Slow Roasted Medium-Rare Rump of Wagyu Beef. Totally impressive at the table yet absolutely simple to cook!
There is nothing more enticing to a carnivore than a gargantuan piece of beef appearing at the table, juices oozing as it is carved in generous slices, the meat running from shades of cherry red in the centre to a caramelized roasted–brown outside.
A whole rib roast, bone in, is arguably the most popular and perhaps impressive cut although not an inexpensive exercise. Thus, in theses puritanical times, the approved post-crisis cut is rump. But don’t be deterred by it being cheaper cut, it is equally flavoursome and for some, a much more texturally palatable, leaner and more versatile style of beef.
For a superior rump experience or perhaps better described as decidedly different in flavour and texture, I highly recommend you try Margaret River Wagyu rump. I covered the merits of Wagyu cattle from Australia in my last ‘Perfect Match’ with a recipe for Thai Beef Salad however I think it is worth repeating the benefits of this superb meat.
Wagyu is known worldwide for its intense fat marbling with many people associating it to the black Tajima-ushi breed of Kobe, Japan, often served up raw in divine, mouth-melting fine slices or seared for a few seconds in small chunks, all at eye-watering prices! It is normally so rich and intense in its creamy fattiness that only a small serve will saturate even the most carnivorous palate.
There are however many grades of Wagyu, in the sense of marbling content, and the different parts of the animal have less fat than others, the rump being relatively the leanest. And before you start thinking this is not going to be a healthy dish, the intramuscular fat in Wagyu cows is different to that found in other cattle breeds.
Apart from being a great source of vitamins and nutrients, Wagyu beef contains higher levels of oleates, that is mono unsaturated acids (good fatty acids) including Omega 6 and Omega 3 oils, which protect the human body from heart disease, high blood pressure, arthritis, depression and Alzheimer’s disease.
The Wagyu I use comes from Margaret River Farms, which have 70,000 hectares of land spread across four properties in pristine environment in the far south of Western Australia. The cows are raised free range, grazing on natural pastures and supplemented grain totally free of any genetically modified feeds or any antibiotic-hormone growth nasties. Essentially, this is about as natural as it gets, grass fed, roaming free in one of the cleanest environments in the world; a stress free, very happy cow. Well, as happy as a cow can be.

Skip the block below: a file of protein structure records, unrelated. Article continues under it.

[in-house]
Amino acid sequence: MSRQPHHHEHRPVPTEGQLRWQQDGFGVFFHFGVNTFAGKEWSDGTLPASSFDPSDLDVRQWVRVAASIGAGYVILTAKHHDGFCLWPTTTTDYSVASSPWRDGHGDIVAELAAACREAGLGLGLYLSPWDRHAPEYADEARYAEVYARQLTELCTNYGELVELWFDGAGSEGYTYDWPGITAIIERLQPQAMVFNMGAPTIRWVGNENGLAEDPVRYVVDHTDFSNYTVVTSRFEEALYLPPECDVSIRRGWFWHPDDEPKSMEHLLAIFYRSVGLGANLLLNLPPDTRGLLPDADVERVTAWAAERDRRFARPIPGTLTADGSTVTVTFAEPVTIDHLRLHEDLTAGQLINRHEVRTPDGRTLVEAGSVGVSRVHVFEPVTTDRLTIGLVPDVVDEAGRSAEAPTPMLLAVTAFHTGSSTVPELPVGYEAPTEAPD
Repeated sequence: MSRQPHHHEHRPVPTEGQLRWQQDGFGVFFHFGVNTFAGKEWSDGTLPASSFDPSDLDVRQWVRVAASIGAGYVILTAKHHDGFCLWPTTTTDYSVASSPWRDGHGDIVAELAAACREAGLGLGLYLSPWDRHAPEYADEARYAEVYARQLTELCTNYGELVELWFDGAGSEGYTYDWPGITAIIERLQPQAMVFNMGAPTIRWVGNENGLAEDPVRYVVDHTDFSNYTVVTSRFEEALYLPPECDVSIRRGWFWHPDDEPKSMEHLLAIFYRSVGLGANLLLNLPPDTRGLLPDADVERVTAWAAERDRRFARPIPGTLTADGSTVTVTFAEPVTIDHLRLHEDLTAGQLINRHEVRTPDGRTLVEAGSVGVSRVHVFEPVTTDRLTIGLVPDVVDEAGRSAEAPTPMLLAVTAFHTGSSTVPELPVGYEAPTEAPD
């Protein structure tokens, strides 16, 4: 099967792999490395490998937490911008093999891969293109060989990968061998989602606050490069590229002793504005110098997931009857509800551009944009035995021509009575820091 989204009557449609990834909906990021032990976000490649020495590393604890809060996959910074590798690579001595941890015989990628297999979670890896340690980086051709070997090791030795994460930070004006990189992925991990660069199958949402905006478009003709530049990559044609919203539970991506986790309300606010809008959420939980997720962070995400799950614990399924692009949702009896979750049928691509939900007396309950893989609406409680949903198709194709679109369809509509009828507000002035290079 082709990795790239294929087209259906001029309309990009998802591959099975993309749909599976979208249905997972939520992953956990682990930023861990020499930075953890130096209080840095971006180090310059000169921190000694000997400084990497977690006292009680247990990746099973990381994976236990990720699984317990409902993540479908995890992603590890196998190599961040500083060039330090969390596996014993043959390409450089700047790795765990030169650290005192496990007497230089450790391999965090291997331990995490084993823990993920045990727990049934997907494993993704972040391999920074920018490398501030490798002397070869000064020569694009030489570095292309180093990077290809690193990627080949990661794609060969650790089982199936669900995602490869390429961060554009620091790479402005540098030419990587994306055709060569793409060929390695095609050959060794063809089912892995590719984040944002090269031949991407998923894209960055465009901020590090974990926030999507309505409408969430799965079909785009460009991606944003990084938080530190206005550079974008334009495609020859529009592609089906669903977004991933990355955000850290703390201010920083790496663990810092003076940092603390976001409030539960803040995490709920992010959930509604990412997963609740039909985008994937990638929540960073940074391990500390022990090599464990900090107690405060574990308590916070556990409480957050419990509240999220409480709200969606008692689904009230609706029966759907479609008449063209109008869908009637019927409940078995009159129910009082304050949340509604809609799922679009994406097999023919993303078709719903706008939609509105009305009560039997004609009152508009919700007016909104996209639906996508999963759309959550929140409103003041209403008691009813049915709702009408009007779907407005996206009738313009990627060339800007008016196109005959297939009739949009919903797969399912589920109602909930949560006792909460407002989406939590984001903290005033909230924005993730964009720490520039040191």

A whole Wagyu rump is a dauntingly colossal chunk of beef weighing around 8 to 9 kgs or more, however your butcher will carve off a piece of any proportion/weight to suit your needs. That said ideally the slab of meat should be no less than 3kgs, although 2kgs is feasible. The size of the piece is strategic to the cooking method as too smaller cut will simply dry out too quickly.
The strategy here is not to think of proportions in terms of people dinning in one sitting as the meat will last perfectly fine in the fridge for several days and is excellent served cold in salads and sandwiches. Actually, this is the same manner I treat a leg of lamb, equally tasty and convenient in the larder for family grazing.
A 3 kgs piece will feed up to 8 hungry carnivores sufficiently, and you can increase the size as much as your oven will fit, although be aware of the cooking time; the emphasis is on slow cooking technique and you need to allow 1 hour per kilo.
Customary accompaniments to a roast are universal; variations of roasted potatoes, sweet potatoes, carrots, parsnips, pumpkin, beetroot and green vegetables like French beans, pea’s maybe broccoli or cabbage. I see no need to move away from the traditional here, but it is entirely up to you. If you want to get creative, by all means do.
- 3kg Wagyu Beef Rump
- Salt & Pepper
- Olive Oil
- Large metal oven roasting dish
- Metal rack for placing the roast on
- Oven and meat temperature gauge
- 2 Large wooden spoons or tongs (optional)
Plan ahead, as cooking time is 4 hours including resting of the meat.
That said it is going to take you 2 minutes to do the prep, aside from the veggies. But you do need to plan well in advance. You can have all the roasting veggies scrubbed, oiled and salted in another roasting dish, ready to pop in the oven as the meat comes out.
Firstly, a small lesson in how meat should be treated prior to cooking, to which you need to bring out the piece of meat from the refrigerator several hours beforehand to bring up to room temperature. If you are in a temperate climate, this would be a least 6 hours however in the tropics about 3 hours should be sufficient.